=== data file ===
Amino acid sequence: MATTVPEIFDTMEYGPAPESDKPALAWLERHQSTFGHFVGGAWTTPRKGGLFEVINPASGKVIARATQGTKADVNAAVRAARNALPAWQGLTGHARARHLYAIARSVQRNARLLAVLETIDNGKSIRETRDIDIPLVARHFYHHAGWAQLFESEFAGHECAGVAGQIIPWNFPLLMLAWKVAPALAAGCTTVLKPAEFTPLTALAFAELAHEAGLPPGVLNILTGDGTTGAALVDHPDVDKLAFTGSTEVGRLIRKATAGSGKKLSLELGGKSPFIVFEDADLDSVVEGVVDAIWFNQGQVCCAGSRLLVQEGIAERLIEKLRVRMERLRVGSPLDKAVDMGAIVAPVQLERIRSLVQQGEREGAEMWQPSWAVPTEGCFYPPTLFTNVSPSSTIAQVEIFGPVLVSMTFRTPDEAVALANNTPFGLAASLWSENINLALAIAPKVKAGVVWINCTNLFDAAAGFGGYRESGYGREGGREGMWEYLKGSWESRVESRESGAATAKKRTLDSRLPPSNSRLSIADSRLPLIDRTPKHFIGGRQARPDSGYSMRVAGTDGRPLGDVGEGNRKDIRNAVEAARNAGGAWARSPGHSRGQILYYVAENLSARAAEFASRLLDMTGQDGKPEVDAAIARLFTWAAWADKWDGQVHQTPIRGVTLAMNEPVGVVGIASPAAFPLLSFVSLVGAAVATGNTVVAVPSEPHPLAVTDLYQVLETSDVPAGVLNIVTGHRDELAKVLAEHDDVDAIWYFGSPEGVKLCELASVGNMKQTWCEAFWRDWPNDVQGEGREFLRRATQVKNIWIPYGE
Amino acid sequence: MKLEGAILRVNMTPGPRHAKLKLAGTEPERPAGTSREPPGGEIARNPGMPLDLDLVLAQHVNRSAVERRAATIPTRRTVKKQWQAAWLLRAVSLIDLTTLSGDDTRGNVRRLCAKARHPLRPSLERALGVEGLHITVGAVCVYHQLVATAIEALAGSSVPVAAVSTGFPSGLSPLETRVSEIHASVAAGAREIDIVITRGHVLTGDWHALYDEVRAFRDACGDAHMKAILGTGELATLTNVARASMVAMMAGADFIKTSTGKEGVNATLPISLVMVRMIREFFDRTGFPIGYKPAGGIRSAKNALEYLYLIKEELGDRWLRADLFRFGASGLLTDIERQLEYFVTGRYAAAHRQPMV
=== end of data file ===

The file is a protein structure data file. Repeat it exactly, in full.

Amino acid sequence: MATTVPEIFDTMEYGPAPESDKPALAWLERHQSTFGHFVGGAWTTPRKGGLFEVINPASGKVIARATQGTKADVNAAVRAARNALPAWQGLTGHARARHLYAIARSVQRNARLLAVLETIDNGKSIRETRDIDIPLVARHFYHHAGWAQLFESEFAGHECAGVAGQIIPWNFPLLMLAWKVAPALAAGCTTVLKPAEFTPLTALAFAELAHEAGLPPGVLNILTGDGTTGAALVDHPDVDKLAFTGSTEVGRLIRKATAGSGKKLSLELGGKSPFIVFEDADLDSVVEGVVDAIWFNQGQVCCAGSRLLVQEGIAERLIEKLRVRMERLRVGSPLDKAVDMGAIVAPVQLERIRSLVQQGEREGAEMWQPSWAVPTEGCFYPPTLFTNVSPSSTIAQVEIFGPVLVSMTFRTPDEAVALANNTPFGLAASLWSENINLALAIAPKVKAGVVWINCTNLFDAAAGFGGYRESGYGREGGREGMWEYLKGSWESRVESRESGAATAKKRTLDSRLPPSNSRLSIADSRLPLIDRTPKHFIGGRQARPDSGYSMRVAGTDGRPLGDVGEGNRKDIRNAVEAARNAGGAWARSPGHSRGQILYYVAENLSARAAEFASRLLDMTGQDGKPEVDAAIARLFTWAAWADKWDGQVHQTPIRGVTLAMNEPVGVVGIASPAAFPLLSFVSLVGAAVATGNTVVAVPSEPHPLAVTDLYQVLETSDVPAGVLNIVTGHRDELAKVLAEHDDVDAIWYFGSPEGVKLCELASVGNMKQTWCEAFWRDWPNDVQGEGREFLRRATQVKNIWIPYGE
Amino acid sequence: MKLEGAILRVNMTPGPRHAKLKLAGTEPERPAGTSREPPGGEIARNPGMPLDLDLVLAQHVNRSAVERRAATIPTRRTVKKQWQAAWLLRAVSLIDLTTLSGDDTRGNVRRLCAKARHPLRPSLERALGVEGLHITVGAVCVYHQLVATAIEALAGSSVPVAAVSTGFPSGLSPLETRVSEIHASVAAGAREIDIVITRGHVLTGDWHALYDEVRAFRDACGDAHMKAILGTGELATLTNVARASMVAMMAGADFIKTSTGKEGVNATLPISLVMVRMIREFFDRTGFPIGYKPAGGIRSAKNALEYLYLIKEELGDRWLRADLFRFGASGLLTDIERQLEYFVTGRYAAAHRQPMV